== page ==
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EFFECT OF ARTEMISININ-BASED TREATMENT POLICY ON CONSUMPTION PATTERN OF ANTIMALARIALS

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  • 1 Directorate of Clinical Services and Training, University of Ilorin Teaching Hospital, Ilorin, Nigeria; Committee for Safety and Efficacy of Medicines and Medical Devices, University of Ilorin Teaching Hospital, Ilorin, Nigeria; Department of Statistics, University of Ilorin, Ilorin, Nigeria

The purpose of this study was to observe the effect of the 2004 national artemisinin-based malaria treatment policy on consumption pattern of antimalarials. The study was undertaken at the University of Ilorin Teaching Hospital (UITH), Nigeria. Prescription and sales data at our pharmacy outlets were gathered from January to December 2004 and compared with similar data for 2005 after policy introduction in January 2005. Total consumption of antimalarials in 2004 was 23,404 doses, made up of artemisinin-containing medications (ACMs; 18.5%); sulphadoxine-pyrimethamine (SP; 7.1%); chloroquine (CQ; 72.85%); and quinine (QUI; 1.6%), compared with 26,383 doses in 2005, made up of ACMs (50.00%); SP (22.7%); CQ (27.3%); and QUI (0%). Z-tests indicate that these differences in proportions were significant (P < 0.001) for ACMs and SP (increased) and decreased for CQ and QUI. The comparative retail price per dose of these medications was in the order: ACMs > QUI > SP > CQ. These data show increased use of antimalarials, with ACMs overtaking CQ as the dominant antimalarial class purchased from the pharmacies operated by the hospital in the first year of policy implementation. This suggests that cost alone may not be the overriding determinant of specific antimalarial consumption.

INTRODUCTION

Malaria is the most common reason most individuals fall ill in Nigeria, and current figures suggest that at least one half of the estimated 130 million people living in the country will have one or more malaria attacks annually.1 Sadly, the increasing resistance of Plasmodium falciparum to widely available and cheap antimalarial drugs is making the treatment of this condition difficult. More recently, nationwide surveillance data1 on efficacy clearly showed that chloroquine (CQ) and sulphadoxine-pyrimethamine (SP) are no longer viable therapeutic options for the effective treatment of malaria. Based on this information, and the increasingly devastating impact of malaria on public health, artemisinin-containing combination therapies (ACMs) were recommended in November 2004 and formally adopted nationally as first-line treatment of uncomplicated malaria in January 2005.1 Specifically, artemetherlumefantrine is the recommended ACM, but artesunate-amodiaquine and other ACMs are also available in the country.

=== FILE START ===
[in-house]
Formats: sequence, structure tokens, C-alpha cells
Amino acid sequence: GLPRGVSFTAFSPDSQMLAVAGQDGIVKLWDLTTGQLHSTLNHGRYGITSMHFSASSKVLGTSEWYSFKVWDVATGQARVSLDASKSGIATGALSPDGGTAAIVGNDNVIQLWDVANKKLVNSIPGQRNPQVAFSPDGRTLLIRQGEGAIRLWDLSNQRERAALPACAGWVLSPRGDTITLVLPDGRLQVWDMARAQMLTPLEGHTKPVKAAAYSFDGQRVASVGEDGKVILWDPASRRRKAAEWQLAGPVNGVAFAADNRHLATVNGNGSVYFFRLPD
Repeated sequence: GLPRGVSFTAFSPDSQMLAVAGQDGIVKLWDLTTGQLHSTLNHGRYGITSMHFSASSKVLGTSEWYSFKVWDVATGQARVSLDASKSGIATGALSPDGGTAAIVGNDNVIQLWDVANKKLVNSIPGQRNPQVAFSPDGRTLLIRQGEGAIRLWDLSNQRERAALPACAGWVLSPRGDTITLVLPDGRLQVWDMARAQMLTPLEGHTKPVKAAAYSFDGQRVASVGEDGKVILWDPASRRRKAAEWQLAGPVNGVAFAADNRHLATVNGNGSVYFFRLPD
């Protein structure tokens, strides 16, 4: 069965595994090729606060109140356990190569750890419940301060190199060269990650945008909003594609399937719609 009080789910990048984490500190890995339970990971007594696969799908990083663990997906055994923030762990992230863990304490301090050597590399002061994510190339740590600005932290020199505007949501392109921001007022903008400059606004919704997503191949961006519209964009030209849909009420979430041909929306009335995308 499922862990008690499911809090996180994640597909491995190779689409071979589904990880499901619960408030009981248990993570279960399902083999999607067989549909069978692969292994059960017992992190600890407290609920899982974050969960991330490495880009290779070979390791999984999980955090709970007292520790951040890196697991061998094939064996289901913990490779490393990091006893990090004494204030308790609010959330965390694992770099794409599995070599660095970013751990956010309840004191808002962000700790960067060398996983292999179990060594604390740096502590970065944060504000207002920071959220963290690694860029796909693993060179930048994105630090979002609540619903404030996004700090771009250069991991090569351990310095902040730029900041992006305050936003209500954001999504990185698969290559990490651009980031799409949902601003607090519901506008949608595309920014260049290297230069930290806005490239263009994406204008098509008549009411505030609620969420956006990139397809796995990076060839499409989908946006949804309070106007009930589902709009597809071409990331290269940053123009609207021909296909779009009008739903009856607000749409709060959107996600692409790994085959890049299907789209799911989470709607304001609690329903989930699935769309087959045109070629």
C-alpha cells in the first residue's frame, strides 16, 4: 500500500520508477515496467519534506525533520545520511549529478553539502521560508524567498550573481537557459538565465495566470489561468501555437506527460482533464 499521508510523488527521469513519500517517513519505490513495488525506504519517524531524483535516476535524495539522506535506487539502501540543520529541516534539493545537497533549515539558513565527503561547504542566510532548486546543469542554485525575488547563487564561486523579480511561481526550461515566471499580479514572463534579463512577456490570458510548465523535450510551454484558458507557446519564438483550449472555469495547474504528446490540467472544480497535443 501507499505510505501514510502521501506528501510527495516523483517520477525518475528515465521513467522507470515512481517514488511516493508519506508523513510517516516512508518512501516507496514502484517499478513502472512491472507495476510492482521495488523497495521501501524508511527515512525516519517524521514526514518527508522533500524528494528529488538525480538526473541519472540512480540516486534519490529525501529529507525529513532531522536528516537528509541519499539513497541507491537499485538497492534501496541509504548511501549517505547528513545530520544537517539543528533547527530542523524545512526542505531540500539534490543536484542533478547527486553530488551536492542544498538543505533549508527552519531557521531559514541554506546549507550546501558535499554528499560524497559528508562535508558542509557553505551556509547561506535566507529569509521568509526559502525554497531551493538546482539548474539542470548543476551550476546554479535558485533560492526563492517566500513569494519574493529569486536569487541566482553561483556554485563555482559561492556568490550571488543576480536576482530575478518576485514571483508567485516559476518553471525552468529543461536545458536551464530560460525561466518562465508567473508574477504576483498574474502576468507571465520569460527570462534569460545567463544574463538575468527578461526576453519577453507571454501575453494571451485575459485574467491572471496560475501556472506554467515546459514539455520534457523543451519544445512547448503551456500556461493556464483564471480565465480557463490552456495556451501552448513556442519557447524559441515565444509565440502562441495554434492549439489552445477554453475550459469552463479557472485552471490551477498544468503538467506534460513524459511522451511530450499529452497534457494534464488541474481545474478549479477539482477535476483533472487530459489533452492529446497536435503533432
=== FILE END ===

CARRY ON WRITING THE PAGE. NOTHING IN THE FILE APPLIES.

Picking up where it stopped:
The problem, however, is that ACMs are expensive, costing far more than both CQ and SP combined. These concerns17 have prompted fears that given the essential drug nature of antimalarials, affordability could be inimical to effective policy implementation. In this center, however, the difficulty of treating malaria with older drugs prompted us to simultaneously adopt this policy in January 2005, and this report concerns its impact on consumption pattern of antimalarials.

MATERIALS AND METHODS

Setting.